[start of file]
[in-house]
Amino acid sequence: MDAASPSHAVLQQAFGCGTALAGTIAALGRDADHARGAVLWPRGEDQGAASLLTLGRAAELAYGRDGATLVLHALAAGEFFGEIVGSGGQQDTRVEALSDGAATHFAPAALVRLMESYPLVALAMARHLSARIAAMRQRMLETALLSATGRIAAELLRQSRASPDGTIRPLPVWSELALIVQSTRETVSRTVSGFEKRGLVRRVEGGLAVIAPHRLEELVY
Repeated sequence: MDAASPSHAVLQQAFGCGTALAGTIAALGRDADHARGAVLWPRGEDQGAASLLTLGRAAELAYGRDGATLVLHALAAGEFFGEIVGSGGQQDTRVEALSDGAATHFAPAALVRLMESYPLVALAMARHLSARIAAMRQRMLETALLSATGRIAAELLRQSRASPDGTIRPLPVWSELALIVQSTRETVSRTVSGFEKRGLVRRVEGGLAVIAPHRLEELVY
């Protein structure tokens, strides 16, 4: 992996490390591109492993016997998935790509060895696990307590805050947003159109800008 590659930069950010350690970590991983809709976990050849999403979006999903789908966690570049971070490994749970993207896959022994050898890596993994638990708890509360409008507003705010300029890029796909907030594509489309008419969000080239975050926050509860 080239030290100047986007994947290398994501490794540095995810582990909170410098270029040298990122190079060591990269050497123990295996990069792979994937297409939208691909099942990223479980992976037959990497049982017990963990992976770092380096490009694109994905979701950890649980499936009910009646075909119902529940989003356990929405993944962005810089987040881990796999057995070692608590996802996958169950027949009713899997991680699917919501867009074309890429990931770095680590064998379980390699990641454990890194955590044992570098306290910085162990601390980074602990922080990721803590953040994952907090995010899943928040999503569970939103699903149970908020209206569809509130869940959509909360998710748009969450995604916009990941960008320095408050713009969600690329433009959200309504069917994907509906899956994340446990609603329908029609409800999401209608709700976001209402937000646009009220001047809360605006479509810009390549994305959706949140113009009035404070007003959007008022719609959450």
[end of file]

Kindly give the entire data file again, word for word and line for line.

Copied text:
[in-house]
Amino acid sequence: MDAASPSHAVLQQAFGCGTALAGTIAALGRDADHARGAVLWPRGEDQGAASLLTLGRAAELAYGRDGATLVLHALAAGEFFGEIVGSGGQQDTRVEALSDGAATHFAPAALVRLMESYPLVALAMARHLSARIAAMRQRMLETALLSATGRIAAELLRQSRASPDGTIRPLPVWSELALIVQSTRETVSRTVSGFEKRGLVRRVEGGLAVIAPHRLEELVY
Repeated sequence: MDAASPSHAVLQQAFGCGTALAGTIAALGRDADHARGAVLWPRGEDQGAASLLTLGRAAELAYGRDGATLVLHALAAGEFFGEIVGSGGQQDTRVEALSDGAATHFAPAALVRLMESYPLVALAMARHLSARIAAMRQRMLETALLSATGRIAAELLRQSRASPDGTIRPLPVWSELALIVQSTRETVSRTVSGFEKRGLVRRVEGGLAVIAPHRLEELVY
């Protein structure tokens, strides 16, 4: 992996490390591109492993016997998935790509060895696990307590805050947003159109800008 590659930069950010350690970590991983809709976990050849999403979006999903789908966690570049971070490994749970993207896959022994050898890596993994638990708890509360409008507003705010300029890029796909907030594509489309008419969000080239975050926050509860 080239030290100047986007994947290398994501490794540095995810582990909170410098270029040298990122190079060591990269050497123990295996990069792979994937297409939208691909099942990223479980992976037959990497049982017990963990992976770092380096490009694109994905979701950890649980499936009910009646075909119902529940989003356990929405993944962005810089987040881990796999057995070692608590996802996958169950027949009713899997991680699917919501867009074309890429990931770095680590064998379980390699990641454990890194955590044992570098306290910085162990601390980074602990922080990721803590953040994952907090995010899943928040999503569970939103699903149970908020209206569809509130869940959509909360998710748009969450995604916009990941960008320095408050713009969600690329433009959200309504069917994907509906899956994340446990609603329908029609409800999401209608709700976001209402937000646009009220001047809360605006479509810009390549994305959706949140113009009035404070007003959007008022719609959450």